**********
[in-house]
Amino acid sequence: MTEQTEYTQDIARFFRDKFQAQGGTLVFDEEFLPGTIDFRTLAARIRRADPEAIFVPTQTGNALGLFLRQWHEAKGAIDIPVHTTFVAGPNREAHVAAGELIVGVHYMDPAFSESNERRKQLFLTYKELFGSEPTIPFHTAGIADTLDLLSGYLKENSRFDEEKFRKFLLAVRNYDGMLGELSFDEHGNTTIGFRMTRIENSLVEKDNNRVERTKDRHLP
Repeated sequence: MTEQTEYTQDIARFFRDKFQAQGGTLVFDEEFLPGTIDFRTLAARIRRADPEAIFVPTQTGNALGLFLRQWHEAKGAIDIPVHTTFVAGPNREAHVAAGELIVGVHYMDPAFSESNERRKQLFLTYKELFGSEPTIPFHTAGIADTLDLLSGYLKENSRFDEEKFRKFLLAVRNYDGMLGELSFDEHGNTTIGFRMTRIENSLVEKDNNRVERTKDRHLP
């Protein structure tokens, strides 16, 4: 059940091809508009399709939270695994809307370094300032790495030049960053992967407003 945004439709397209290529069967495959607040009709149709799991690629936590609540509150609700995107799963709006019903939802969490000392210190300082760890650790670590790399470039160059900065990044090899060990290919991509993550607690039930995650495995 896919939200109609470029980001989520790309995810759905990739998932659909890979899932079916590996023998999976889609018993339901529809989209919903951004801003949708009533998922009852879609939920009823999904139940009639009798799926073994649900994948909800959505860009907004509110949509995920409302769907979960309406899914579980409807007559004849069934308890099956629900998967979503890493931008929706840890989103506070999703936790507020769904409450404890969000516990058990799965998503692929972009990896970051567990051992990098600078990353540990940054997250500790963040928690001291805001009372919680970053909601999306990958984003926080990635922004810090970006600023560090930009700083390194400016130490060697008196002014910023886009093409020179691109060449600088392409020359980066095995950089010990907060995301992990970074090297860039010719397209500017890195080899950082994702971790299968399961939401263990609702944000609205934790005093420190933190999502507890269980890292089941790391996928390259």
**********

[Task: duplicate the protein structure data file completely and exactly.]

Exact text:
[in-house]
Amino acid sequence: MTEQTEYTQDIARFFRDKFQAQGGTLVFDEEFLPGTIDFRTLAARIRRADPEAIFVPTQTGNALGLFLRQWHEAKGAIDIPVHTTFVAGPNREAHVAAGELIVGVHYMDPAFSESNERRKQLFLTYKELFGSEPTIPFHTAGIADTLDLLSGYLKENSRFDEEKFRKFLLAVRNYDGMLGELSFDEHGNTTIGFRMTRIENSLVEKDNNRVERTKDRHLP
Repeated sequence: MTEQTEYTQDIARFFRDKFQAQGGTLVFDEEFLPGTIDFRTLAARIRRADPEAIFVPTQTGNALGLFLRQWHEAKGAIDIPVHTTFVAGPNREAHVAAGELIVGVHYMDPAFSESNERRKQLFLTYKELFGSEPTIPFHTAGIADTLDLLSGYLKENSRFDEEKFRKFLLAVRNYDGMLGELSFDEHGNTTIGFRMTRIENSLVEKDNNRVERTKDRHLP
């Protein structure tokens, strides 16, 4: 059940091809508009399709939270695994809307370094300032790495030049960053992967407003 945004439709397209290529069967495959607040009709149709799991690629936590609540509150609700995107799963709006019903939802969490000392210190300082760890650790670590790399470039160059900065990044090899060990290919991509993550607690039930995650495995 896919939200109609470029980001989520790309995810759905990739998932659909890979899932079916590996023998999976889609018993339901529809989209919903951004801003949708009533998922009852879609939920009823999904139940009639009798799926073994649900994948909800959505860009907004509110949509995920409302769907979960309406899914579980409807007559004849069934308890099956629900998967979503890493931008929706840890989103506070999703936790507020769904409450404890969000516990058990799965998503692929972009990896970051567990051992990098600078990353540990940054997250500790963040928690001291805001009372919680970053909601999306990958984003926080990635922004810090970006600023560090930009700083390194400016130490060697008196002014910023886009093409020179691109060449600088392409020359980066095995950089010990907060995301992990970074090297860039010719397209500017890195080899950082994702971790299968399961939401263990609702944000609205934790005093420190933190999502507890269980890292089941790391996928390259």